For me, coming to South Korea as an international student was exciting yet a little bit scary! Living in a foreign country for the first time ever was accompanied by a sense of uncertainty, and it has been challenging at times. The fact that I didn’t know anything about the Korean language or culture when I first arrived gave me a lot of anxiety. However, as time went on, I overcame my fears and gradually began to adapt to the culture. In this article, I’ll outline some of the biggest areas of Korean culture shock I experienced when I arrived in Korea.
The Biggest Culture Shock: Respect Towards Seniors
Koreans respect their seniors to an extreme extent! Even with modernization, it’s so deeply ingrained into their custom that it has been ingrained in every aspect of society.
This custom started with Korea’s adoption of confucian teachings over 1,500 years ago. According to confucius’ teachings, people’s interactions should always be based on hierarchy. Seniors should always be respected, even if they are your elder by just a small margin.
The indicators of seniority itself are job positions, age, positions in the family, and so forth. Showcasing respect is done in a variety of different ways in Korea, in nearly all social situations. From how to pour drinks, greet, and linguistically refer to seniors, standard etiquette is extremely complex.
Least Loved Culture Shock: Drinking With Colleagues
Usually, people in Korea will go drinking with their colleagues after work or evening classes. It’s a unique and inseparable part of Korean culture. Refusing to go will be interpreted as extremely rude. When you go to bars or restaurants in Korea, you will see groups of colleagues drinking all the way into the early morning hours. I have no idea how they go to work the next morning!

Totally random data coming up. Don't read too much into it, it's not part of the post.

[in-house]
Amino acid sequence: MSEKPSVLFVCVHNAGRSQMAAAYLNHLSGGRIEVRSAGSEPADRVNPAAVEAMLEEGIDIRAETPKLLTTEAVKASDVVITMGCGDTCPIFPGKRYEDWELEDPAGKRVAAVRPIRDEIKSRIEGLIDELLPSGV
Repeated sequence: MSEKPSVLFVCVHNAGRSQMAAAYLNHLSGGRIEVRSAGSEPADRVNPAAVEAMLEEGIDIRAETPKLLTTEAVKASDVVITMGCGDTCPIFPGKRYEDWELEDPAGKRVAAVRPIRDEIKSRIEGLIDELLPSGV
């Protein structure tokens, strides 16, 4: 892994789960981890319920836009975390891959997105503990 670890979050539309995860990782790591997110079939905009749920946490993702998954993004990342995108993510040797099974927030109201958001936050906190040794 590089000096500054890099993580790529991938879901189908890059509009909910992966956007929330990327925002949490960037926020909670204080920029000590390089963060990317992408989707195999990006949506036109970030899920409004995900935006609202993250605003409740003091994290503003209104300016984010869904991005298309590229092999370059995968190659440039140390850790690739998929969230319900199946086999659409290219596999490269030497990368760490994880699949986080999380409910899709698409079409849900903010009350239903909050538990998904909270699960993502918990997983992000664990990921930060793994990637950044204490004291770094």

Ongoing Culture Shock: People are Really Fashionable!
One of the things that surprised me a lot when I came to Korea was how the people dressed up – of all ages. Everyone looks very fashionable!
Their clothes, which are mostly neutral-coloured, always perfectly mix and match. The women look pretty with heeled boots, short skirts, and blouses (sometimes with cute outer outfits). Plus, the men look very cool with their stylish hair, shirts or baggy T-shirts, and sneakers. Even babies have better style than I do!
As a result, I have tried to improve my fashion sense while I’ve been in Korea. I need to keep up as everyone is so well-dressed! However, despite being fashionable, most of them only wear neutral colors such as black or white and dress very similarly. Very few people have a personal style.
Interested in learning more interesting facts about Korean culture? Click Here to read 14 Superstitions Koreans Still Believe Today!